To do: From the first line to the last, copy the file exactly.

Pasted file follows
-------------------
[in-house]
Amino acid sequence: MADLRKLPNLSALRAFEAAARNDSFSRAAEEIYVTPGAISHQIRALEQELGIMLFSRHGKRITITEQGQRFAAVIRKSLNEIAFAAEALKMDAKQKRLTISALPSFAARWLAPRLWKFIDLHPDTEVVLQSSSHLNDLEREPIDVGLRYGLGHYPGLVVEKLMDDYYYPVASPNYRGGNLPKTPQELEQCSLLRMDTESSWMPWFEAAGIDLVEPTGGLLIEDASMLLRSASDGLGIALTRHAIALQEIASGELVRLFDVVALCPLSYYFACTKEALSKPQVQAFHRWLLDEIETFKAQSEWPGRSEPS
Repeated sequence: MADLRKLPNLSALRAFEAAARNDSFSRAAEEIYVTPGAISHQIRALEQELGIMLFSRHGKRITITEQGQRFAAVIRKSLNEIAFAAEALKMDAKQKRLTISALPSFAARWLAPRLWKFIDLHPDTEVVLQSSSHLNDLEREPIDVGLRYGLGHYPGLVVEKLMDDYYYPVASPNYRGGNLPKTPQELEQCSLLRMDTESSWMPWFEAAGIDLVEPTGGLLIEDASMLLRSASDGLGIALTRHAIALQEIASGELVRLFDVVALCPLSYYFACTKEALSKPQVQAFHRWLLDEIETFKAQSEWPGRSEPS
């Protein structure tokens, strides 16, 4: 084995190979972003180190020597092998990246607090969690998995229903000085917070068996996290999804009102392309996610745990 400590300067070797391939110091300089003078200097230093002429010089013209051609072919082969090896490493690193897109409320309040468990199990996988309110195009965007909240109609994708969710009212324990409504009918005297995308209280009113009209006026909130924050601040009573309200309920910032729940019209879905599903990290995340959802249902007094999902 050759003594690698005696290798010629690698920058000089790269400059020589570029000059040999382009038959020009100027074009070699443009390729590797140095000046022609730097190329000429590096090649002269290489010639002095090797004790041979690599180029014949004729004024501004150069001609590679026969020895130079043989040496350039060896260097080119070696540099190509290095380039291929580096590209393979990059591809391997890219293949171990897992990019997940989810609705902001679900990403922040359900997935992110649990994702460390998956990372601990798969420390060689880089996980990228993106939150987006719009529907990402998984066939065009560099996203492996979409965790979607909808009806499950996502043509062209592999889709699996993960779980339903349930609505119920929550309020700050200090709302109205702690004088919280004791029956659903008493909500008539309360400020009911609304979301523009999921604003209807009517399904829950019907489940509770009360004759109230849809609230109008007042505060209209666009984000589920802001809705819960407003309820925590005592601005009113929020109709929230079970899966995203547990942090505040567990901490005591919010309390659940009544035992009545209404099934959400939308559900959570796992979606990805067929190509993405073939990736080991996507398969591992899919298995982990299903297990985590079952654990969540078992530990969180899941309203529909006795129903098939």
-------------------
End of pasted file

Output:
[in-house]
Amino acid sequence: MADLRKLPNLSALRAFEAAARNDSFSRAAEEIYVTPGAISHQIRALEQELGIMLFSRHGKRITITEQGQRFAAVIRKSLNEIAFAAEALKMDAKQKRLTISALPSFAARWLAPRLWKFIDLHPDTEVVLQSSSHLNDLEREPIDVGLRYGLGHYPGLVVEKLMDDYYYPVASPNYRGGNLPKTPQELEQCSLLRMDTESSWMPWFEAAGIDLVEPTGGLLIEDASMLLRSASDGLGIALTRHAIALQEIASGELVRLFDVVALCPLSYYFACTKEALSKPQVQAFHRWLLDEIETFKAQSEWPGRSEPS
Repeated sequence: MADLRKLPNLSALRAFEAAARNDSFSRAAEEIYVTPGAISHQIRALEQELGIMLFSRHGKRITITEQGQRFAAVIRKSLNEIAFAAEALKMDAKQKRLTISALPSFAARWLAPRLWKFIDLHPDTEVVLQSSSHLNDLEREPIDVGLRYGLGHYPGLVVEKLMDDYYYPVASPNYRGGNLPKTPQELEQCSLLRMDTESSWMPWFEAAGIDLVEPTGGLLIEDASMLLRSASDGLGIALTRHAIALQEIASGELVRLFDVVALCPLSYYFACTKEALSKPQVQAFHRWLLDEIETFKAQSEWPGRSEPS
């Protein structure tokens, strides 16, 4: 084995190979972003180190020597092998990246607090969690998995229903000085917070068996996290999804009102392309996610745990 400590300067070797391939110091300089003078200097230093002429010089013209051609072919082969090896490493690193897109409320309040468990199990996988309110195009965007909240109609994708969710009212324990409504009918005297995308209280009113009209006026909130924050601040009573309200309920910032729940019209879905599903990290995340959802249902007094999902 050759003594690698005696290798010629690698920058000089790269400059020589570029000059040999382009038959020009100027074009070699443009390729590797140095000046022609730097190329000429590096090649002269290489010639002095090797004790041979690599180029014949004729004024501004150069001609590679026969020895130079043989040496350039060896260097080119070696540099190509290095380039291929580096590209393979990059591809391997890219293949171990897992990019997940989810609705902001679900990403922040359900997935992110649990994702460390998956990372601990798969420390060689880089996980990228993106939150987006719009529907990402998984066939065009560099996203492996979409965790979607909808009806499950996502043509062209592999889709699996993960779980339903349930609505119920929550309020700050200090709302109205702690004088919280004791029956659903008493909500008539309360400020009911609304979301523009999921604003209807009517399904829950019907489940509770009360004759109230849809609230109008007042505060209209666009984000589920802001809705819960407003309820925590005592601005009113929020109709929230079970899966995203547990942090505040567990901490005591919010309390659940009544035992009545209404099934959400939308559900959570796992979606990805067929190509993405073939990736080991996507398969591992899919298995982990299903297990985590079952654990969540078992530990969180899941309203529909006795129903098939």